Located right on Wilshire Boulevard and providing probably the largest input towards what is known as Los Angeles’ Museum Row, LACMA (or the Los Angeles County Museum of Art – they don’t abbreviate these things for nothin’) is the largest art museum in the western United States.
You’ll find art in LACMA spanning from ancient times to the present, and with over 150,000 historical pieces alongside film, music and concert exhibits, there’s something for everyone. Let’s learn a little bit more about the museum – be sure to include this on your trip to museum row. Check out our posts on LACMA’s awesome neighbors, The La Brea Tar Pits and the Petersen Automotive Museum. They’re all located basically right on top of eachother – plan to visit all 3 on a super museum crawl!!
The Founding History & Architecture of LACMA
The Los Angeles County Museum of Art was first established as a museum in 1961, but it had existed as a focused organization within the Natural History Museum or the Los Angeles Museum of History, Science and Art long before this. Howard F. Ahmanson made the principal donation that made it possible for the new museum to be established with a focus on art and independent from its natural history counterpart. Numerous financial backers of the Natural History Museum quickly became interested in this new venture, Anna Bing Arnold and Bart Lytton were a few of the initial patrons to branch out from the Natural History Museum.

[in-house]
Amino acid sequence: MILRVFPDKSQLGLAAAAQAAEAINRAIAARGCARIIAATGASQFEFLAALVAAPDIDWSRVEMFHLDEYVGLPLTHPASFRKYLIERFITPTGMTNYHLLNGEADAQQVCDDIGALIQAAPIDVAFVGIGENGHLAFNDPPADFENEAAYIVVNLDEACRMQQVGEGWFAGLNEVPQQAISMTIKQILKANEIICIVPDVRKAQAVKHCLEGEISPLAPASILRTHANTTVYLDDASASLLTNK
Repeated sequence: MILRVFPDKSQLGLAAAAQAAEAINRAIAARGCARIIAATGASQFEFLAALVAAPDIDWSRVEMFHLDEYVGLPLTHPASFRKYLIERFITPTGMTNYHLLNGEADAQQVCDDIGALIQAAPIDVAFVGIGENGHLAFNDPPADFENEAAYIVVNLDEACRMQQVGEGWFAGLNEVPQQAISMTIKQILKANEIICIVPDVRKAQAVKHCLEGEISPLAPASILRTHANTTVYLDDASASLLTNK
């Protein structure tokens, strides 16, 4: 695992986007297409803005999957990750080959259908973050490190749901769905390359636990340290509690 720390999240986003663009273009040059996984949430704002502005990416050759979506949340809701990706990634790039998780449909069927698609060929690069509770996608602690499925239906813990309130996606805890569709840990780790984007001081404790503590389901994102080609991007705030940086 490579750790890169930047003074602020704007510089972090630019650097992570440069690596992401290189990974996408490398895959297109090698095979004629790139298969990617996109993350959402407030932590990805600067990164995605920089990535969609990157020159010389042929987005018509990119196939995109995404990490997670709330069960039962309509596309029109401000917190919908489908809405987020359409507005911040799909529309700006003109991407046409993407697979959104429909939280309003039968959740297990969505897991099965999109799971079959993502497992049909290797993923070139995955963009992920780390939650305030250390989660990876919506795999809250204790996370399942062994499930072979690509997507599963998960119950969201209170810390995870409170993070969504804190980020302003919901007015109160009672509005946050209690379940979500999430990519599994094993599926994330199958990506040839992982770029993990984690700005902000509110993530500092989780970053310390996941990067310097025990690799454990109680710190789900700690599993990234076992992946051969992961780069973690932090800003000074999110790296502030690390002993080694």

In 1965 LACMA was finally able to move out of its parents basement. LACMA finally came to life with a new complex on Wilshire Boulevard. This new location would be an independent, art-focused institution, and a great buzz was in the air among the art enthusiasts of Los Angeles. The local modernist William Pereira was comissioned to design the initial 3 buildings that would make up the complex. In 1986 the Robert O. Anderson building (currently the Art of the Americas Building) was built by the Hardy Holzman Pfeiffer Architectural firm and became the 4th installment to the complex. In 1988 The Pavilion for Japanese Art opened (pictured below.) Designed by Bruce Goff, this would be his last offering to the museum as he unfortunately passed away in 1982 before it was completed.
LACMA continues to expand its horizons even today with an entirely new building in the works that intends to transform the experience altogether and allow visitors to make connections with the art that they previously did not. The David Geffen galleries are expected to be completed by 2024, with a unique architectural design that has no start or beginning.
Outdoor Exhibits at LACMA
A great thing about Museum Row, especially during COVID, is the fact that there is a great amount of things to see out in the open air, for free! We are all still waiting for museums to again open and allow the public, but in the meantime these outdoor exhibits are the perfect way to get yourself back into the swing of things.